Bacterial Meningitis

Information Regarding Bacterial Meningitis

Important Information Regarding the Bacterial Meningitis Vaccination: Effective October 1, 2013, Texas Senate Bill 62 (SB 62), addendum to SB 1107 , requires all students (under age 22) entering an institution of higher education (public or private) to receive a vaccination against bacterial meningitis or meet certain criteria to decline the vaccination 10 days prior to the first day of the semester. To learn how to upload your documentation and/or for more information, click here. Please visit your healthcare provider, your local health clinic or a local pharmacy to learn about options for receiving the vaccination.

The following information is provided to all incoming college students in the state of Texas. Bacterial Meningitis is a serious, potentially deadly disease that can progress quickly. Meningitis causes inflammation of the membranes that surround the brain and spinal cord and can also infect the blood. Each year approximately 3,000 Americans contract this disease. Of these, 100-125 cases occur on college campuses with anywhere from 5-15 resulting in death. While there is a treatment for this disease, those who survive may develop severe health problems or disabilities. To avoid this risk, every precaution should be observed.
WHAT ARE THE SYMPTOMS?
  • High Fever 
  • Rash or purpose patches on skin 
  • Light sensitivity
  • Confusion and sleepiness 
  • Lethargy
  • Severe headache
  • Vomiting 
  • Stiff Neck
  • Nausea 
  • Seizures
There may be a rash of tiny, red-purple spots caused by bleeding under the skin. These can occur anywhere on the body. Additional symptoms can be indicative of higher risk. If these symptoms appear seek immediate medical attention.
HOW IS BACTERIAL MENINGITIS DIAGNOSED?
Diagnosis is made by a medical provider and is usually based on a combination of clinical symptoms and laboratory results from spinal fluid and blood tests. Early diagnosis and treatment can greatly improve the likelihood of recovery.
HOW IS THE DISEASE TRANSMITTED?
The disease is transmitted when people exchange saliva (such as by kissing, or by sharing drinking containers, utensils, cigarettes, toothbrushes, etc.) or come in contact with respiratory or throat secretions.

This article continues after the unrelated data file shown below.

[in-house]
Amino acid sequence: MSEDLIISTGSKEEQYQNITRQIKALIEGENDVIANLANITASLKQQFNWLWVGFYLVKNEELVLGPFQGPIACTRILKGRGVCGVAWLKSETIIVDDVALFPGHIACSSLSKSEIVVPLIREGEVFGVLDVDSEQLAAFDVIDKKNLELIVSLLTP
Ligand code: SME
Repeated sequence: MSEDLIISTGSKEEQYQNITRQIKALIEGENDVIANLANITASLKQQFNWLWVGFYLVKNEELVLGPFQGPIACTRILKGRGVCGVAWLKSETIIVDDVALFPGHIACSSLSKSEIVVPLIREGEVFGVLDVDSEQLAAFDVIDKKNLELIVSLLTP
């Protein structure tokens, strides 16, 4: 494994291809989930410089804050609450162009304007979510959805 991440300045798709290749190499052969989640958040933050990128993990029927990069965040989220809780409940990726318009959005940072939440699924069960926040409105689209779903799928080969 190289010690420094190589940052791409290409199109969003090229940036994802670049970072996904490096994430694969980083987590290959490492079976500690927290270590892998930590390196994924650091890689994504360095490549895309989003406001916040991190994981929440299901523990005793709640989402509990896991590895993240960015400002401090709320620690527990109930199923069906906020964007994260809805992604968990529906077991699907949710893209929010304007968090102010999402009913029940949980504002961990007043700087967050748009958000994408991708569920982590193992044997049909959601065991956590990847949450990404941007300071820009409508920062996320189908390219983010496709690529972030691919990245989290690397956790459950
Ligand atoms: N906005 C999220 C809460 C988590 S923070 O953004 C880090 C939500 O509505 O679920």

HOW DO YOU INCREASE YOUR RISK OF GETTING BACTERIAL MENINGITIS?
 • Exposure to saliva by sharing cigarettes, water bottles, eating utensils, food, kissing, etc.
 • Living in close conditions (such as sharing a room/suite in a dorm or group home).
WHAT ARE THE POSSIBLE CONSEQUENCES OF THE DISEASE?
  • Death (in 8 to 24 hours from perfectly well to dead) 
  • Convulsions
  • Hearing loss, blindness
  • Limb damage (fingers, toes, arms, legs) that requires amputation
  • Coma 
  • Learning disability
  • Kidney failure
  • Permanent brain damage
  • Gangrene
CAN THE DISEASE BE TREATED?
• Antibiotic treatment, if received early, can save lives and chances of recovery are increased. However, permanent disability or death can still occur.
• Vaccinations are available and should be considered for: Those living in close quarters and College students 25 years old or younger
• Vaccinations are effective against 4 of the 5 most common bacterial types that cause 70% of the disease in the U.S. (but does not protect against all types of meningitis).
• Vaccinations take 7-10 days to become effective, with protection lasting 3-5 years.
• The cost of vaccine varies so check with your health provider.
• Vaccination is very safe; most common side effects are redness and minor pain at injection site for up to two days.
• Vaccination is available through Texas A&M University-Commerce Department of Student Health Services in Henderson Hall.
HOW CAN I FIND OUT MORE INFORMATION?
• Contact your own health care provider.
• Contact your Texas A&M University-Commerce Student Health Services at 903-886-5853.
• Hunt County Health Department Office at 903-408-4140. They are located in Greenville, TX.
• Contact web sites: www.cdc.gov/ncidod/dbmd/diseaseinfo; www.acha.org